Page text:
• Day at a time: Jim Collins has a perfect explanation for this. He tells of a story of soldiers captured behind enemy lines. He says that those who never used to make it were the most hopeful and the most optimistic. Why? Because they used to say things such as, “We shall be out of here by Christmas”…and thus they would ignore the very day that they were living. When Christmas came and their situation did not change, it dealt a major psychological blow to them and they suffered what Mercia Weider calls “Apoptosis” as I shall explain shortly. Joseph and Mandela must have employed the day at a time principle.
  • Productive Anyway: Joseph always came out the best no matter where you threw him. Mandela would never be silenced even in prison. They were enterprising enough to always find something to do. Mandela wrote most of his book, “Long Walk to Freedom” while in prison, under very difficult circumstances. Joseph made a decision to excel in anything he put his hands on. In fact the two men never diminished their gifts and talents because they were in prison. Instead, they let them shine and used them to ride the tide.

The Secret

I do not know what dream you have dreamt. I do not know what conviction you have had. Probably if you are reading this and the dream died or the conviction is no longer there, you are resonating with the powerful stories of these men. Probably you have backslidden and you once were a force to reckon with. Perhaps you had dreams to have a blissful marriage and home life. Perhaps you had conviction of where and how you would raise your children. Maybe all those dreams are gone (or so it seems for you). My call today is to tell you to do one thing: Just live on one more day. One more month. One more year.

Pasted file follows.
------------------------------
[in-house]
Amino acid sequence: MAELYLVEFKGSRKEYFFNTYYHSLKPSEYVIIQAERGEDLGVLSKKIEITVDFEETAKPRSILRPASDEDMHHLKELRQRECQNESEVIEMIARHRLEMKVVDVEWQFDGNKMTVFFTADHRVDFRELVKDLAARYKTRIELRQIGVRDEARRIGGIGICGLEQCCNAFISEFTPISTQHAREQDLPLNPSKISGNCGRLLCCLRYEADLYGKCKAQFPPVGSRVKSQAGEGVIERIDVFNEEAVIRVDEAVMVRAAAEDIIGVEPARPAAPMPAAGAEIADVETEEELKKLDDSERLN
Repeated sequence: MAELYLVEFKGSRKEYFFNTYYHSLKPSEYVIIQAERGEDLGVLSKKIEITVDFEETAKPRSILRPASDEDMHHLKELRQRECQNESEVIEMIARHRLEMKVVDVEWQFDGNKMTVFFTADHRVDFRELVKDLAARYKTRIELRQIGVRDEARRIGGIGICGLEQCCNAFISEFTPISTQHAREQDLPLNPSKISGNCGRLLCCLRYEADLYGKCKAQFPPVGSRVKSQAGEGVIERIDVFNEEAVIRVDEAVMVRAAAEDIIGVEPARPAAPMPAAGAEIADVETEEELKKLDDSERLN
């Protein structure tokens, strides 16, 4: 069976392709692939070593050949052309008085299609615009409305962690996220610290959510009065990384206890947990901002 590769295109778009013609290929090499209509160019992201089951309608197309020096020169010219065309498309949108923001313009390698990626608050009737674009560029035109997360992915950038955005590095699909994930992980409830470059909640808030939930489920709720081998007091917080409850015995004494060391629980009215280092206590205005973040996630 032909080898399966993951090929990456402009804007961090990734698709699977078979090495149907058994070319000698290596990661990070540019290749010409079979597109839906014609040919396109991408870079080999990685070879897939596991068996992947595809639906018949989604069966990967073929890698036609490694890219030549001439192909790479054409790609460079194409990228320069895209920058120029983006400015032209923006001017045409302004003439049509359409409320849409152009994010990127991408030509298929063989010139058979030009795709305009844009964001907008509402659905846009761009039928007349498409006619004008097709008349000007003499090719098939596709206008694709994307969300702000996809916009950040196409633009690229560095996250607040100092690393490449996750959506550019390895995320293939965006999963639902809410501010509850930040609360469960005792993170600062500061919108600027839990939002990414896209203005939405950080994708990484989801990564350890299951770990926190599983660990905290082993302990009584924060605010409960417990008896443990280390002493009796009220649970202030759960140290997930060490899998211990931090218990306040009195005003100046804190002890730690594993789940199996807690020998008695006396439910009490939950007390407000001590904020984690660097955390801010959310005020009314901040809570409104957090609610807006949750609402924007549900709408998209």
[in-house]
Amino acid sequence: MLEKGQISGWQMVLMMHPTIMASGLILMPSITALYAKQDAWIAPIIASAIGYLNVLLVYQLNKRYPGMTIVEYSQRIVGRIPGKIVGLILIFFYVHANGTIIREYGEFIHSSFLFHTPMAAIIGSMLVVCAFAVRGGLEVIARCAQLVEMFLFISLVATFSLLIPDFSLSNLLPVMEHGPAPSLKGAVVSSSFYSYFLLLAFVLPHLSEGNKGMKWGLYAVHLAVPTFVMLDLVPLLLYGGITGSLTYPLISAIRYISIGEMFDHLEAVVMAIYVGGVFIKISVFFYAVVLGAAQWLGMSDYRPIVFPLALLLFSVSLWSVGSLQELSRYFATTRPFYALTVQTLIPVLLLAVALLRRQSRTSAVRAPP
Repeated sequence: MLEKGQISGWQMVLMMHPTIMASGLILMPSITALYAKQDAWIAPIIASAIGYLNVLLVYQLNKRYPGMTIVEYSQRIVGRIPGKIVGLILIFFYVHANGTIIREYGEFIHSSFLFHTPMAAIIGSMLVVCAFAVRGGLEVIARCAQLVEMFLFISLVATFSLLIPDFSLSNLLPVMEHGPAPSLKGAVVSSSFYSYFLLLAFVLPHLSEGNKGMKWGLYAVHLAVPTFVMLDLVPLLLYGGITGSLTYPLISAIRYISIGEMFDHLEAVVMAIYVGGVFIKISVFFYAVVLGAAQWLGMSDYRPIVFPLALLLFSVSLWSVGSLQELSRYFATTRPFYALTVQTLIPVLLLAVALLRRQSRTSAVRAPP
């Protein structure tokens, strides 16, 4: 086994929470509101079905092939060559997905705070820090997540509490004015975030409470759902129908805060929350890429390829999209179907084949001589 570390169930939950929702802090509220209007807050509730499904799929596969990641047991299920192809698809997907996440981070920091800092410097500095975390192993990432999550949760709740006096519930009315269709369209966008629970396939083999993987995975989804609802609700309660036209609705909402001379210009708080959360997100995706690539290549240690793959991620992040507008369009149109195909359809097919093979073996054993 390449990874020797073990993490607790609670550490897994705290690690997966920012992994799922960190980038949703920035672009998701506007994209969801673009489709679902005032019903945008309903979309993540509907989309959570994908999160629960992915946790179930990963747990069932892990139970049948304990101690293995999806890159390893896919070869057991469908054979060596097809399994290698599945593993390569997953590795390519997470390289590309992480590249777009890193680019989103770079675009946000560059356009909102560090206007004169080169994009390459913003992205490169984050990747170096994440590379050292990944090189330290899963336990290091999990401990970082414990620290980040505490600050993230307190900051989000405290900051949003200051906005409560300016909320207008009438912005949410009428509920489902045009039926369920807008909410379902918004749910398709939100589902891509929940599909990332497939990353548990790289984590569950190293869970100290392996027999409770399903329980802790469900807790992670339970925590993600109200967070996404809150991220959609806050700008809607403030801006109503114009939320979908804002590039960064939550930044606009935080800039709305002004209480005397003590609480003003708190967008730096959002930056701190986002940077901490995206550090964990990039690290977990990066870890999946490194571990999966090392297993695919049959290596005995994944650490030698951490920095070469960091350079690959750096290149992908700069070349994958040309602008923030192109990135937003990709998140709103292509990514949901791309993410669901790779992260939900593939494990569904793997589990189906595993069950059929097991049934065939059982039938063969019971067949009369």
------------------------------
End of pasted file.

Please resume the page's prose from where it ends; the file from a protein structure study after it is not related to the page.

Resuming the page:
That, my friend, was the secret that Joseph and Mandela employed. They chose to live. One more day, each day. Mandela run in place in his cell while in prison, and chose to further his studies. He chose to live, to find something that he could do in the meantime. Joseph was exemplary that he was appointed head of affairs while in prison.

To a casual observer, living might seem like the cheapest advice ever to give a soul. Yet to understand this advice, consider Egypt without Joseph. Consider South Africa without Nelson Mandela. What if these two souls had decided to give up and die?

There is a medical term called Apoptosis. It simply means this:

“When your brain believes you’ve outgrown your usefulness (which can happen at any age – we see it most often when people retire, get laid off, experience an empty nest), when people or companies stop having vision, the brain sends a message to the body that it’s no longer needed. And people and companies start to self-destruct”.

—Marcia Wieder, CEO, Dream University

 

I have a sneaky feeling dear visionary that although the vision you had tarries, although it has taken decades, it shall come of age and it shall come good. You see, you are not the only activator of this grand vision. You have help in places unbeknown to you at the moment. Somehow, this dream is yours alone to bring to fruition, and you should not worry about competition.

I therefore have this ask of you: Please stay alive. One. More. Day.